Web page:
Shel Israel has written a book called Twitterville: How Businesses Can Thrive in the New Global Neighborhoods. It's a great read! Fabulous storytelling. Better yet, I've got a couple of advanced copies to give away. Even though it says "businesses" in the title, there is an entire chapter devoted to nonprofits and fundraising on Twitter in the book.
But wait, it gets better. I'm planning on attending the book launch party on August 23rd and will get signed copies for the winners.
I love Shel's writing - he tells one great story after another. But he also has done his homework. Like a sociologist digging up the remains of an ancient civilization or someone researching their family history, he went to great lengths to uncover the beginning of fundraising on Twitter. He looks at how it is evolved in the last two years.
The chapter begins with the story of how I used Twitter in July 07 to raise money for the Cambodian bloggers conference (now Cambodians are tweeting), how Connie Reece raised thousands of dollars to support breast cancer, Stacey Monk's Tweetsgiving, Twestival, and the entrance of large nonprofits into the Twittersphere. Certainly as social media "normalizes" and charities bid for attention in an increasing crowded social space, the future of social media infused fundraising will be different.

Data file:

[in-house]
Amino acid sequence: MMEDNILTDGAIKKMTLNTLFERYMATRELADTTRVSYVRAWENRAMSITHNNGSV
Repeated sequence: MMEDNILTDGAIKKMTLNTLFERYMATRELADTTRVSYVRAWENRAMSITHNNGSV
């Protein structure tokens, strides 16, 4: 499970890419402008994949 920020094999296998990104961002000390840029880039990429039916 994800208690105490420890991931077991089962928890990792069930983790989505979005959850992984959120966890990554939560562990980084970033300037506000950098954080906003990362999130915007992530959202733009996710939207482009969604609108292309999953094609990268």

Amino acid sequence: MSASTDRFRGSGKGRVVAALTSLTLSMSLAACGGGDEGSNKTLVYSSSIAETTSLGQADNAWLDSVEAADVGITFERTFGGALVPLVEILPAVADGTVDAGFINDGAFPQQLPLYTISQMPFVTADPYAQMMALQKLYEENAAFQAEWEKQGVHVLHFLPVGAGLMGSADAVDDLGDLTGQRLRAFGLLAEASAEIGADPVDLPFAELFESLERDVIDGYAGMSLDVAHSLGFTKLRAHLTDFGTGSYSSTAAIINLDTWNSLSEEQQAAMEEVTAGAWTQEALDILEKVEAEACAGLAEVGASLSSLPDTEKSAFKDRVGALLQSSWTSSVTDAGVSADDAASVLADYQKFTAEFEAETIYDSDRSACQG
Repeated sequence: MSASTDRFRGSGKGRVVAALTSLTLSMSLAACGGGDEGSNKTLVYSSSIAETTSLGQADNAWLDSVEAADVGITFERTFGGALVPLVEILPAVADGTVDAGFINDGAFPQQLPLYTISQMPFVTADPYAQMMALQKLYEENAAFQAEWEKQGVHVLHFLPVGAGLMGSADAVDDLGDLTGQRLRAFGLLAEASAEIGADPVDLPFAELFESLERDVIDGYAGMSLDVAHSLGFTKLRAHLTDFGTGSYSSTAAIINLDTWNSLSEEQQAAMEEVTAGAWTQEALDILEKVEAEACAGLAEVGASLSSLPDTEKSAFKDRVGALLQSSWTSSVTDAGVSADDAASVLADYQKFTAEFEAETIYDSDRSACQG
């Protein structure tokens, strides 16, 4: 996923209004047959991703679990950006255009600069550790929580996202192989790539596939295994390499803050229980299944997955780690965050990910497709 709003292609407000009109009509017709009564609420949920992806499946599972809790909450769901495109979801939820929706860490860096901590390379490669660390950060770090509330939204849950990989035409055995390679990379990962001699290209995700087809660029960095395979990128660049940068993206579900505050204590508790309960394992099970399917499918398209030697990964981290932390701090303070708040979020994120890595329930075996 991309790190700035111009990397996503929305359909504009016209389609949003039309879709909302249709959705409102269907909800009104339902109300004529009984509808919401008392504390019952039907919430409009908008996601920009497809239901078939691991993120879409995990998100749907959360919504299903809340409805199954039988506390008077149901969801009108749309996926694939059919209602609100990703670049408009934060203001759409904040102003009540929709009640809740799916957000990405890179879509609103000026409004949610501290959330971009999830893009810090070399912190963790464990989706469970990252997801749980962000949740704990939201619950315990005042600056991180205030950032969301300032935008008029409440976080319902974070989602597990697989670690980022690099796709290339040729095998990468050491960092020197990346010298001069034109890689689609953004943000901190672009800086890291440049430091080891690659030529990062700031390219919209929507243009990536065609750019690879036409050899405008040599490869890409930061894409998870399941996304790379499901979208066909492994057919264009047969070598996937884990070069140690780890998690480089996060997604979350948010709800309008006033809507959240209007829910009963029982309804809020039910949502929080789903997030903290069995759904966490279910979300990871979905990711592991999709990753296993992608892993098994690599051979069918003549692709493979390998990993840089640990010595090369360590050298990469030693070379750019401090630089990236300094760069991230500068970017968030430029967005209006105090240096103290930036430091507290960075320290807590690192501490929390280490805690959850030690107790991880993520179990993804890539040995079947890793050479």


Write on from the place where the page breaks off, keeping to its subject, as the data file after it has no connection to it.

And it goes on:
Nonetheless, the best practices that Shel outlines at the end of the fundraising chapter will still hold true.
Okay, so if you've read this far, let me tell you what you need to do to win of the copies of the book.
If you have a screencapture of a tweet you think is a best practice for goodwill fundraising on Twitter, leave a comment with a link. Better yet, add it as a photo to the Twitterville Flickr Group.